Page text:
Facing climate change and social equality in Cabo Delgado Province
In the Province of Cabo Delgado (Mozambique) the effects of climate change are increasingly serious. The districts of Mecufi and Metuge are among the most affected and damaged by extreme weather events. For the population living near the Muaguide and Megaruma rivers and near the coasts, it is essential to find concrete and effective solutions to deal with changing social and environmental contexts. With this project we support the local population to prepare and face the impact of climate change, involving communities and institutions in an active and participatory way.
Flooding and soil and coastal erosion are just some of the most severe consequences of climate change in the Mecufi and Metuge Districts. Small farmers and rural communities in the area are paying the heaviest damages. Mangroves, key allies against coastal erosion, are being cut or poorly managed. This exacerbates the effects of sea level rise. Therefore, small fields, cultivated also by women who see in these activities the only possible economic opportunity, are seriously compromised.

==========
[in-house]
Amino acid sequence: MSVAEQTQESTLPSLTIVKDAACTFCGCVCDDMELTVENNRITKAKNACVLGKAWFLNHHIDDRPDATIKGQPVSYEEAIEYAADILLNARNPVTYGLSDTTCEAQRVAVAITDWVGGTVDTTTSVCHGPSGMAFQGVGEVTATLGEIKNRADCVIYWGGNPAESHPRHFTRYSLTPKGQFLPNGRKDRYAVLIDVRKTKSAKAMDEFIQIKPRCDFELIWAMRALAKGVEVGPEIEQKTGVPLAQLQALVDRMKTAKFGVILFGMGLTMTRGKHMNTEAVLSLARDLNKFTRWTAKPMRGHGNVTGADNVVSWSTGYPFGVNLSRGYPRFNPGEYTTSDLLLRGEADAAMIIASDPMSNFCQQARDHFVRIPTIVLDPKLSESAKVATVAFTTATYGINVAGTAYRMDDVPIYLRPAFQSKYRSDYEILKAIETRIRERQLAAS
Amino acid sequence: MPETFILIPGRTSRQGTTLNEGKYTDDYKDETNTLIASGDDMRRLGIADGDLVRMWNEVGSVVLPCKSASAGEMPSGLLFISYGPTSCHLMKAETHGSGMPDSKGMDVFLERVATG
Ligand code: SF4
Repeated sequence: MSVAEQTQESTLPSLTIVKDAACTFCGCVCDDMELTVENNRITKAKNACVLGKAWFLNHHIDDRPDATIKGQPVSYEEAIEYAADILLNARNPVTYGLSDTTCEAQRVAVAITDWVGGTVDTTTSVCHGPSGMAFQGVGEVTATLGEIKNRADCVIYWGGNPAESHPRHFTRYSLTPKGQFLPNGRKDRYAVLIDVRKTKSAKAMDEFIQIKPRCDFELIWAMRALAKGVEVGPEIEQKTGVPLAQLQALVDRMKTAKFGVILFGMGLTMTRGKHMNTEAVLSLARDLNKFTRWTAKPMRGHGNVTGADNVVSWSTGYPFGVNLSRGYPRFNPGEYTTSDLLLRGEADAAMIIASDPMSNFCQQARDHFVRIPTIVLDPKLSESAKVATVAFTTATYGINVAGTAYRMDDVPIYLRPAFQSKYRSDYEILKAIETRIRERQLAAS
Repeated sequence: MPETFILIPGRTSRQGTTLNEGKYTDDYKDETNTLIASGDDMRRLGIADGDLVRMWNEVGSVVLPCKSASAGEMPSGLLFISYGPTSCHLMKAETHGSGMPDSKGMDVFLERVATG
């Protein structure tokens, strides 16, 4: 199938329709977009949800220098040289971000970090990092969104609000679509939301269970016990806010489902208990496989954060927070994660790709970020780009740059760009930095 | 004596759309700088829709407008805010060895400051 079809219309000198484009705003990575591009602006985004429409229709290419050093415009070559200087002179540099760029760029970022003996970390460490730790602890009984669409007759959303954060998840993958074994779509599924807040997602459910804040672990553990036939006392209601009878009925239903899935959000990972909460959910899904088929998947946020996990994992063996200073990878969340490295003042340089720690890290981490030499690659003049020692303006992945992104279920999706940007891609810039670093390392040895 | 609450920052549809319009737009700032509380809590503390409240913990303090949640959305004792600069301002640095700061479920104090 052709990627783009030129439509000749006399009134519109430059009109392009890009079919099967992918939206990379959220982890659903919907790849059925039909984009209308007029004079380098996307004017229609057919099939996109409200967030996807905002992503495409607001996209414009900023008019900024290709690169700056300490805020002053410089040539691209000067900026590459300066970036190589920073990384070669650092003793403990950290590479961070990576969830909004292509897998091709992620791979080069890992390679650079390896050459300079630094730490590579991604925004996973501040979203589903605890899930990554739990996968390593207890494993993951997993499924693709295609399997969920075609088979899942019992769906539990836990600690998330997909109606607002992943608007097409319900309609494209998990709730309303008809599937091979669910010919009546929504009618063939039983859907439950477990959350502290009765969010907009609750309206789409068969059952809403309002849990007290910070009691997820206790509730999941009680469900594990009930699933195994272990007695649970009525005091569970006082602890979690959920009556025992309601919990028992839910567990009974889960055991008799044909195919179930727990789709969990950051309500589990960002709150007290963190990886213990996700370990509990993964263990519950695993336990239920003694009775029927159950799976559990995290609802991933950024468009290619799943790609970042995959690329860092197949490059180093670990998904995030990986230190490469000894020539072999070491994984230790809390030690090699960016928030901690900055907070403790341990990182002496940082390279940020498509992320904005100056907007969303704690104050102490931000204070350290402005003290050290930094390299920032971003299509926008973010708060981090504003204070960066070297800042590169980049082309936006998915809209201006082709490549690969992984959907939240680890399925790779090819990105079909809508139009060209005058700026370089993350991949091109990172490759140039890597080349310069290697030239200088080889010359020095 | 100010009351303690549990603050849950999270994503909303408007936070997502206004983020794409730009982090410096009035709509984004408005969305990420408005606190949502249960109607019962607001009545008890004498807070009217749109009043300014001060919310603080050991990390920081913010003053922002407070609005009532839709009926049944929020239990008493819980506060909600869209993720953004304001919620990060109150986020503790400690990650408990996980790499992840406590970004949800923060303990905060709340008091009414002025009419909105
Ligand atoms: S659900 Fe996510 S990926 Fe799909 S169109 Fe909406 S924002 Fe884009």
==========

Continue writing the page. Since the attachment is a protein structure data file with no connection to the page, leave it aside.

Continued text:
To deal with this emergency we trained local technicians, providing them with all the necessary equipment for the sustainable management of rivers and mangroves. We involved 40 local and national agencies and institutions.
The training was dedicated to 60 people from the 5 local disaster risk management committees of the villages near the rivers. They undertook pilot actions in mangrove cultivation and protection areas, being spokesmen for the new techniques to be used to prevent disasters due to climate change. At the same time, we are supporting 200 farmers from the District Union of Farmer Associations (UDAC) to help them find effective solutions for adapting to the new climate context in agriculture.
Our efforts are particularly focused on women and youth, the groups hardest hit by the climate crisis. Together with 80 women who live in coastal areas, we are seeking alternative activities to working in small fields. We are also engaging 160 young people from the Province's hinterland in housing rehabilitation programmes. It is essential to create an important network between young people and the private sector engaged in post-cyclone Kenneth reconstruction
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